Simon Pegg on Twitter: Geek Girls
At this point, it’s been a couple weeks (or something?) since Simon Pegg got into an argument with a feminist on Twitter. The feminist, Courtney Stoker, posted most of the conversation. I’m sure everyone has basically forgotten about it, as is the nature of the internet.
I see this more as a battle of ideas and a lack of distinct lines drawn in the sand, rather than being about what the individuals actually believe. There is merit on both sides and there are negatives about either as well.
Pegg makes a yummy sound at a bunch of slave-Leia cosplayers, and Stoker says he’s objectifying them. How do we know, or who says what is ‘objectification’ and what is ‘acknowledging attractiveness’? Pegg points out the combination of things which make the girls attractive to him–being female and having geeky qualities. Is it fair to fault him for finding this combination of traits attractive? Or are we mad at him for saying it publicly?
Stoker extrapolates from Pegg’s statements that he is objectifying the women and implying that they’re decoration to fulfill his sexual fantasies.
The best way I can explain is this: I went to CONvergence about a month ago, and there were a lot of cosplayers there. Some costumes were worth looking at for a second, whether because they were creative, complicated, interesting, unique, or sexy. (Often it was a combination of these that drew my attention.) I un-creepily enjoyed looking at a number of people, and some of them were sexily-dressed women.
Of course those people weren’t there for my enjoyment, or for me to look at. They’re individuals having a good time at a really great convention and having fun getting dressed up. They were probably noticing other people’s costumes as well. I’m not saying that this is how Pegg views cosplayers, but it is a prerogative that is overlooked.
Again, Pegg was pointing out attractive qualities. I feel the need to qualify that there are types of attraction that aren’t sexual. Any Ace would probably be able to explain this much better than I can, but I’ll try.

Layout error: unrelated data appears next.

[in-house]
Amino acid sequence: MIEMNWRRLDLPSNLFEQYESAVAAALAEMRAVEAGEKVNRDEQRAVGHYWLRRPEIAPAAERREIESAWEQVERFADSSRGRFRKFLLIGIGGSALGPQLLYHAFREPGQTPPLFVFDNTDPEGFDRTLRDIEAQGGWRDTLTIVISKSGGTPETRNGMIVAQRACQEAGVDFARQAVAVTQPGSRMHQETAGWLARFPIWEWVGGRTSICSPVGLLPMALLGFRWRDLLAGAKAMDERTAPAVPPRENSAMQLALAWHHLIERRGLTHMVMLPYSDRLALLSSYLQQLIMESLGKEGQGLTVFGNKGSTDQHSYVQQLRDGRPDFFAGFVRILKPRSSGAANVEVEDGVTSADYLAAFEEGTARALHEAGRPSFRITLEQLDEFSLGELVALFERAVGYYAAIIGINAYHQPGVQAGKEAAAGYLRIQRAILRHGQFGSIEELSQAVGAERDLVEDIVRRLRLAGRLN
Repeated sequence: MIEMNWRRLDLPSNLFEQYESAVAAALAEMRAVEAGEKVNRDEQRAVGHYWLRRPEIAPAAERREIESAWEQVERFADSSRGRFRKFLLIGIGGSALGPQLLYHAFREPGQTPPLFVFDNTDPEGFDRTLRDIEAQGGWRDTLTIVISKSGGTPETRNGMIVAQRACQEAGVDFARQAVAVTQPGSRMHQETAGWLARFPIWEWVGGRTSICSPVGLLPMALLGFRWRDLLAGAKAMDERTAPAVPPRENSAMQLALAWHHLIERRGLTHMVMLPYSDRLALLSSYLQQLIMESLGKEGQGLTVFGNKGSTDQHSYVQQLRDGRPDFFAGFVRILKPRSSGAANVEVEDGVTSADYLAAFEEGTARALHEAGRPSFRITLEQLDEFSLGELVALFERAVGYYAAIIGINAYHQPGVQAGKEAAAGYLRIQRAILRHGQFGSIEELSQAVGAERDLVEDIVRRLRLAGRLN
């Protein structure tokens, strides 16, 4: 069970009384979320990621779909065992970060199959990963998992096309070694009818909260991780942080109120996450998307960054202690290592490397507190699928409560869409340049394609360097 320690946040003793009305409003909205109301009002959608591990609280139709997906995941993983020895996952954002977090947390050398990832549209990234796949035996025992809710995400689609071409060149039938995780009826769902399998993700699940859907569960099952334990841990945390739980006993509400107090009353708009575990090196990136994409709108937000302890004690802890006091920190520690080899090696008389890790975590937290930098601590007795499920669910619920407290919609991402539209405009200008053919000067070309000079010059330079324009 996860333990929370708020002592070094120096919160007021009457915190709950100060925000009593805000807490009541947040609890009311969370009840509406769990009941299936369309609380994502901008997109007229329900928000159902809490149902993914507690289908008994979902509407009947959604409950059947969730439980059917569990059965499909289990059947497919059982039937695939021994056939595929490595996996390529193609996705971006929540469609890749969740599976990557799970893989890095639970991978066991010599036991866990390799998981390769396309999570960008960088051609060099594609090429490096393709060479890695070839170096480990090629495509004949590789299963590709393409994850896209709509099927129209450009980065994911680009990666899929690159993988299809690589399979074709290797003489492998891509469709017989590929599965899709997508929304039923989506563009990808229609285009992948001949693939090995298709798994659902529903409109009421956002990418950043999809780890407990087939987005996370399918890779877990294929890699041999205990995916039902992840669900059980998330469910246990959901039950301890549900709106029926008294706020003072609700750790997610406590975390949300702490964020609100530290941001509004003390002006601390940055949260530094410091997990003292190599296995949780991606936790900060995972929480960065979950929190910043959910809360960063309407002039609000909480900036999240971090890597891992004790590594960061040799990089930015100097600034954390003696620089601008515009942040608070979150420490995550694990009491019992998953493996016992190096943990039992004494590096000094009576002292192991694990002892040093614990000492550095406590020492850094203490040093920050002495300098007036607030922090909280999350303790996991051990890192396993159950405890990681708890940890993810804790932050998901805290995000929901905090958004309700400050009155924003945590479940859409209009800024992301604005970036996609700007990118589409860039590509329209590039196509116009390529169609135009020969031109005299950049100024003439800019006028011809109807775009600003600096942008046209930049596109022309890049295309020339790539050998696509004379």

I walk into a coffee shop and happen to see a woman in her early twenties sitting, drinking some delicious-looking coffee-beverage. She’s a bit cute; I notice, but I’m otherwise un-phased. Then I see that she’s reading The God Delusion. She has just become attractive, in the sense that I might strike up a conversation with her. It seems like we might have some things in common.
Then I see that she has a Doctor Who button on her bag. She has just moved up another tier of attraction, which might at this point be bordering on physical/sexual attraction.
My point is: Just because someone is pointing out attractiveness doesn’t mean that it’s inherently sexual in nature, nor does it mean that the person whose qualities are being highlighted is being turned into an object in EVERY instance. I do understand that objectification is a rampant problem, and that disrespect occurs far too often in geek culture. However, we don’t need to jump on every comment on attractiveness made by a cis straight guy just because it’s coming from a cis straight guy. It’s important to be able to distinguish between the different sets of language used by people showing appreciation and people who are being oppressive through objectification.
If we’re going to jump on people like Pegg for saying that they’ve got a thing for [insert thing here] because it’s a combination of [other things], then shouldn’t those rules apply in other spaces as well? I think that skeptic women are sexy–a combination of two things I love, as well as appreciating the fact that the person is an individual and not solely defined by being a skeptic and a woman.
It shouldn’t be necessary for someone to say “That slave-Leia cosplayer looks quite attractive. I hope she feels empowered as she thoroughly enjoys this con,” every time they notice a sexy costume. I do thoroughly hope that people feel comfortable and empowered at cons. I would expect the same amount of respect that I give them, and wouldn’t begrudge a single person for non-creepily appreciating my costume or taking my picture.
Image from cosplayoverload.com because Cowboy Bebop was awesome, the cosplayers in the picture are awesomely dressed, and they actually have a corgi.